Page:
Previously Published on Forbes.com.
The #MeToo hashtag has blown up on Twitter. Thousands of women (and some men) have announced publicly that they’ve been sexually harassed in the workplace. Some (mainly men) have confessed to harassing them. It’s an epidemic of confession forcing everyone to confront a sad reality of which most men (but not most women) are unaware: 54% of all American women have experienced “unwanted and inappropriate sexual advances” at some point in their lives, according to a recent ABC News-Washington Post poll. 30% of women have endured such behavior from male colleagues in the workplace, and 25% identified their harassers as men with influence over their careers. And women lose their jobs because of it. In fact, victimized women lose their jobs at much higher rates than do their abusers: 89% compared to 18%, according to a 2014 study by the Workplace Bullying Institute.
We all agree these are depressing statistics. And clearly, they indicate that something is wrong in these workplaces, something bad for business. What can we do about it? How do we create healthier organizations?
There are four steps leaders and organizations can take, but let’s begin with the basics: good manners.
1. Watch your wit
Don’t use sexually-charged humor. Just don’t. That’s a minefield. Find other ways to be funny. And watch when you speak sarcastically to and about your colleagues, especially as you rise in your organization. The impact of your words increases proportionally to your organizational clout. Remember: The Greek root of “sarcasm” means “to tear flesh.” You may think you’re being funny; the person bleeding does not.
A senior executive at a midsized company (call him Steve) thought sarcasm was funny. When he was CFO, it wasn’t a big issue. But when he became CEO, people, including the members of his leadership team, began to fear and avoid him. This was doing neither Steve nor the business any good.
2. Help people speak up
It’s a leader’s job to provide a safe way for people to report incidents of abuse or sexual harassment. People who are afraid of damaging their careers, or losing their jobs, will not speak up. Harvey Weinstein taught us that.
Create anonymous whistle-blower lines for reporting harassment. Take complaints seriously. If someone is being harassed and tells you about it, assume they’re telling the truth. Most women — 75%, according to a 2016 U.S. Equal Employment Opportunity Commission study – don’t report workplace sexual harassment due to fear of retaliation, or not being believed. And “companies that don’t make it easy for their employees to report small problems internally are likely to find themselves facing much larger problems externally,” according to an article on whistleblowing by Ethical Systems, a non-profit at NYU Stern’s Business and Society Program. That’s another Weinstein lesson.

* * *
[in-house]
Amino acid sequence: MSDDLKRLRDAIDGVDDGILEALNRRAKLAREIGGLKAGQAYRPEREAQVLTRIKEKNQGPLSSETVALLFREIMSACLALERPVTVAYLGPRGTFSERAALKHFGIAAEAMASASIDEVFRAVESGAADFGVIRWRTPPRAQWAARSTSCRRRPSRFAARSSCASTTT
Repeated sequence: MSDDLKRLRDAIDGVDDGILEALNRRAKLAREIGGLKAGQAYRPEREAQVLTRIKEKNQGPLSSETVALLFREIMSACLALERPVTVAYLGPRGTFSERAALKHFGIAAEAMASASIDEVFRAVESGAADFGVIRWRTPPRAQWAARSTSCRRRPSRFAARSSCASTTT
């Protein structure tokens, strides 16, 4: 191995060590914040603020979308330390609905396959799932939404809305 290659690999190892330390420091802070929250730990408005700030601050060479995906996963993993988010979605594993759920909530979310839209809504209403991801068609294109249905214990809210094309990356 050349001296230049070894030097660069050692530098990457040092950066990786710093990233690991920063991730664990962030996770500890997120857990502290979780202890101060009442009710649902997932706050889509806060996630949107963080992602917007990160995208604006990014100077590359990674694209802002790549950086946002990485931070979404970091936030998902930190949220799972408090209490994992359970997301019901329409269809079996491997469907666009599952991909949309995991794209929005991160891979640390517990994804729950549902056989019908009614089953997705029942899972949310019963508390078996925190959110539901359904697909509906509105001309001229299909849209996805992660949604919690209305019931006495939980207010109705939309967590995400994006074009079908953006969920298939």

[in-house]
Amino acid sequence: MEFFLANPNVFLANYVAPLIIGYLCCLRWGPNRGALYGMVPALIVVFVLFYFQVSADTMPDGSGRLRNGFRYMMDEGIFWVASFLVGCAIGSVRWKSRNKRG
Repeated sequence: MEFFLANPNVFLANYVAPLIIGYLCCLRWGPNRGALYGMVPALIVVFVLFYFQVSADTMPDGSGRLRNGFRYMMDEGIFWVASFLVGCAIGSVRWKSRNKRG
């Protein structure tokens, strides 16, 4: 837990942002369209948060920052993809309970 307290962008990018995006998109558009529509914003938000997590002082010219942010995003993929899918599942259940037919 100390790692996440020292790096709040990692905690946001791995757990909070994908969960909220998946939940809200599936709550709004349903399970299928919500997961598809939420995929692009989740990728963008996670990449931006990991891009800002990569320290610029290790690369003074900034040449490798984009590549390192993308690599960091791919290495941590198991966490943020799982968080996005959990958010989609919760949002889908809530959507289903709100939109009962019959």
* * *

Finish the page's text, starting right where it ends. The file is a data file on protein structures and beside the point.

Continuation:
The key to creating reporting systems that employees trust is finding someone to be the system’s champion in whom employees have faith. Generally, that person cannot be from HR; HR is perceived to work for the organization, not the employees. Choose your champion by listening to your employees. He or she might be a mid-level
3. Create a zero-tolerance policy
Ensure that buying the silence of the victims is not an option.
For instance, the CEO of a national healthcare organization had a favorite SVP, the head of a large, successful division. The CEO liked him and considered him a potential successor. Then, two women accused him of making sexual advances at several off-sites. The CEO listened to the women; their accusations were confirmed by others, and he fired the SVP, sending the zero-tolerance message to the rest of the organization.
Just as importantly, if you see someone being marginalized or offended in a meeting, speak up. That is how change happens.
In a recent team meeting at a large software company, the team leader (call him Serge) directed all his questions to the men in the room. One of them asked if Sarah, one of the few women on the team, had any input. By including his female colleague, the engineer both reinforced the idea of teamwork and sent a subtle message to Serge about his (possibly unconscious) bias.
4. Hire more women
Do an audit. How many women do you have in management positions? How many women are promoted each year? Do the numbers reflect equity or bias? If the latter, you have a problem. Eliminate gender bias to allow for more productive hiring decisions.
As a manager, you may think, “I’ll know the right person when I meet him/her.” This approach is likely to net people who are just like you. Have a diverse team do the initial candidate-screening. And consider conducting blind auditions and interviews, where you know nothing about a candidate’s gender, ethnicity or age. This can yield good candidates who may not have made it through a more traditional process and produce a more diverse staff. The evidence is overwhelming that the more diverse and inclusive a workforce – the more it reflects the company’s customers – the more innovative, agile and yes, profitable the business.
The challenges facing businesses are too complex and multifaceted for any one person to solve. Smart business leaders know they must support and encourage collaboration and teamwork. Guy culture, with its emphasis on dominance, competition, and binary win-lose, is inimical to collaboration. The selfish pursuit of power and authority, and the puerile pursuit of personal
Clean up your organization. It’s the right thing to do and it’s good business.